Wild service tree
The wild service tree (Sorbus torminalis) is a deciduous broadleaf tree native to the UK and parts of Europe, Africa and Asia. They are relatively rare now in present day Britain, surviving mainly in oak and ash woods situated on clay- and lime-based soils, where they are believed to be a good indicator that the woodland where they exist is of ancient origin. They can be recognised by their jagged, maple-like leaves, which turn a rich, coppery red in autumn.
The wild service tree is hermaphrodite, meaning that both male and female reproductive parts are contained within each of the small white flowers, which appear in groups during late spring and are pollinated by insects.
The small, oval unripe fruits are green at first, but slowly turn a reddish brown as they ripen or “blet” – go a little rotten – in the autumn months. At this stage they used to be collected and sold in markets around the country to eat, tasting a bit like dates. They were firm favourites with children, who were given them as a treat, much like we would hand out sweets nowadays.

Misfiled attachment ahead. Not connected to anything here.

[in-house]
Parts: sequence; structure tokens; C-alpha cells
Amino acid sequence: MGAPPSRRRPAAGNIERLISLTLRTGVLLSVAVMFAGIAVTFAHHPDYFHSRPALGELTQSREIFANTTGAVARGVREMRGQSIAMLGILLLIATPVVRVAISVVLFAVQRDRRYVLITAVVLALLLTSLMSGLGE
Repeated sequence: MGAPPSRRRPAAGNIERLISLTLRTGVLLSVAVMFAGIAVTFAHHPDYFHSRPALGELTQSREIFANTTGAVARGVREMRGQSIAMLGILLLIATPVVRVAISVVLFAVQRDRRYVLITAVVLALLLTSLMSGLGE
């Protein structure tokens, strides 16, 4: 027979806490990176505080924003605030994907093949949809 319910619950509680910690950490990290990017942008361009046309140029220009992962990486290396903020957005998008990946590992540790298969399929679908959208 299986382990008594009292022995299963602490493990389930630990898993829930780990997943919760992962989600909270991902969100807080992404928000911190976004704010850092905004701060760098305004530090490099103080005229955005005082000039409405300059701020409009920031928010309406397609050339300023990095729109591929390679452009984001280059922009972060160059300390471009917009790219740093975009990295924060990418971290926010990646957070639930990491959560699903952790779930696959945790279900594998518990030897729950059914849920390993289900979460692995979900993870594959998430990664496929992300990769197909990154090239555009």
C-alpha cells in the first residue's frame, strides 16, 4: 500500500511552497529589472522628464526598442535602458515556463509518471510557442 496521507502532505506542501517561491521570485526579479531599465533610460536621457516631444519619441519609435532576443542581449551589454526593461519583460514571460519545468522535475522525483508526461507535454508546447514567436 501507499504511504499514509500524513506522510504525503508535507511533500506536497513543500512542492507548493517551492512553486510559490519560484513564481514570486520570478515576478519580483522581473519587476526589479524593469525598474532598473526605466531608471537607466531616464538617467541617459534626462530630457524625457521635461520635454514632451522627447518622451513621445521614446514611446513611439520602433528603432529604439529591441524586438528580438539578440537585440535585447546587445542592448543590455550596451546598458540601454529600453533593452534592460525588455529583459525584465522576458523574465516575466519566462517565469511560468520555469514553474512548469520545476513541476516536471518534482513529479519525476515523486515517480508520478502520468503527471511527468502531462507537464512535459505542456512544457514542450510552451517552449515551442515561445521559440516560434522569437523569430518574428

These little fruits are often called “chequers” and were also used to flavour alcoholic drinks such as beer and whisky, before the hop became the preferred choice. Many believe that this is the reason why many an inn is called the “Chequers” and may even be the reason behind the name of the Prime Minister’s official country residence.
The bark is patterned with cracked square plates, which become flaky and brown with age, giving it a chequerboard appearance, which might also be another reason for the chequers name.
The wood has a lovely fine grain and silvery luminescence to it. It is a hard, heavy timber and often takes on a pale pinkish hue, which distinguishes it from pear wood, which it otherwise resembles. At one time the timber was highly valued, both here and on the continent, for turnery, furniture and cabinet-making. The wood was also particularly sought after for making pistol, gun and crossbow stocks.
Integral to the plucking action of the harpsichord is the jack. There must be at least one jack for each note — larger harpsichords with several choirs of strings will have more. Traditional the jack was always made of a slip of wood, most often sourced from the service or pear tree.
So keep an eye open when walking in woodland or alongside a mature hedgerow, as you might just come across this interesting tree, which rather feels as though it belongs more to a bygone age than it does in present day Britain.
Photo credit: Andrew Dunn [CC BY-SA 2.0, via Wikimedia Commons]
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